Skip to main content

Día 282: Real love has no opposite.

Slow mornings are the best. I rolled out of bed at leisure to find Tia enjoying a novel in her room. She offered me a traditional Colombian breakfast of arepa and chocolate, which we enjoyed over a conversation about the insane technological transformation witnessed by members of her generation.

After breakfast, she returned to her novel and I sped me to The Power of Now before a splendid hot shower and some yoga. I dozed back off the bed and before I knew it, it was time to take our tiny appetites out for some lunch. We visited Suna, an organic restaurant nearby (Zona G has the best cuisine) and I ordered a knock-off Indian arroz Bengalí. Stuck record over here!

I requested that we spend the rest of the day downtown, and so we set off for La Candelaria, the heart of the city. The drive into town was absolutely idyllic, with the sun reflecting off of Monserrate to the left, Guadalupe to the right, and the red rooftops of Bogotá all around. The town itself is beyond charming. There's nothing quite like visiting a cathedral, so the first thing we did was pay our respects at Templo de San Agustin.

We wandered about the picturesque streets . . .

. . . and arrived at Bolívar Square.

Having bemoaned the graffiti splattered on every inch of the square, we settled in for a cup of Juan Valdez. My capuccino arequipe was so scrumptious I could have polished it off in one swig, and my pan de chocolate was messy but delicious. Over coffee, Elena Auntie reminded me that just as she is my Spanish practice partner now, I "taught her English" when I was younger. "No wonder your English is so good!" I exclaimed when she reminded me of this fictional fact.

After our little treat, we ventured into one of Tia's favorite bookstores. As she perused the Russian literature section, I read the balcony scene from Romeo and Juliet in Spanish. ¡Que romantico!

The sky darkened as we rushed out of the libreria and homeward to buy some groceries. At Carulla, we purchased baby spinach, baby carrots, and . . . baby bananas! All the essentials.

I meditated briefly at home before catching up with Nizar, eating my cereal dinner, and beginning this post. I already love this town!


Popular posts from this blog

Bygones -- by Marina Keegan

I had a dream the other night that I was checking my email.

That dream sucks.

And woke to woes of seniors writing

love songs for tomorrow and

Tomorrow and the melodies

That flirt us forward, whispering

the next thing and the next thing

and  – so we beat on

birds flocking south until we

circle round and realize maybe

maybe all that running wasn’t worth it.

Maybe we should build a cabin.

Or teach high school.

Or use our hands.

My palms are smooth as words –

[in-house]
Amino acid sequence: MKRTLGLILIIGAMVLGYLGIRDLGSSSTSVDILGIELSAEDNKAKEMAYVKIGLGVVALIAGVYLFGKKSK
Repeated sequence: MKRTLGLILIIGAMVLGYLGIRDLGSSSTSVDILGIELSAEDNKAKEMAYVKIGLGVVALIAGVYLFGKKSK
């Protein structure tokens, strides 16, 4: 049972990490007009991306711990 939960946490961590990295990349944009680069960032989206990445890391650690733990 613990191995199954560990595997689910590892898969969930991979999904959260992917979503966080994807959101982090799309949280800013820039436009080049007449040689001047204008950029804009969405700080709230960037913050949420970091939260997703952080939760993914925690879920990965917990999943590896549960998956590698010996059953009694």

Weak with fashion and double spaces.

I want everyone else’s club and job and class

The grass I sleep in always browner than

Than that around erasing dreams

To sit and breathe because you

Only bank for two years then it's over

And twenty two is nothing new

It’s just another chance to build

For when we’re twenty three

And twenty four

And time begins to sell for more than

Any 9 a.m. to never.

We’re not stuck.

That's the thing, we're not stuck.

We owe no one our nothings.

Yale will be what it was,

Gothic dreams of lucky, of…

Day 351: You can place your bets, world.

I started the day with a grave mistake -- eating butter chicken for breakfast. Those ten minutes of scream-inducing euphoria were hardly worth the sluggish pace and sessile nature of the rest of my day. I attempted to counteract the unfailing lethargy which results from consumption of Punjabi food by swallowing down some coffee ice cream, thereby only adding to my foods-that-should-not-be-eaten-for-breakfast list and exacerbating the problem.

We left home before noon for Shenandoah National Park, with hot air ballooning dreams for the day. We soon learned, however, that due to impending thunderstorms, this mission would not be successful. We instead spent the day exploring the side of the park we've never seen before.

We had a lunch of fried chicken at one of the park's rest stops before piling back in the car and driving around some more. At a lookout point, we met a park ranger who showed us the coat of a lynx found in the park and suggested a trail for us to hike. We fou…

My Move to Mumbai: Frequently Asked Questions

Hello, dear readers!

By now, you've probably heard the news: in Ratna's-gap-year fashion, I've taken a leap and moved to Mumbai for a one-year consultancy with Aangan Trust, a nonprofit that works to make sure that even the most vulnerable child has the right to a childhood free from trafficking, child marriage, child labor, and abuse.

Transitions are tough, and it turns out that this one is no different, even though it's one that I've chosen for myself and been very excited about for a while. It's one thing to pack up your bags from New York and move to a new place in Mumbai; it's quite another to adjust to the daily reminders of the little things you don't yet understand about where you live, and the small ways in which you don't fit in.

Part of what has made the transition tricky is a stream of (well-intentioned) questions that sometimes make me feel like I have to justify why I made the choice to be here. These can be hard for me because someti…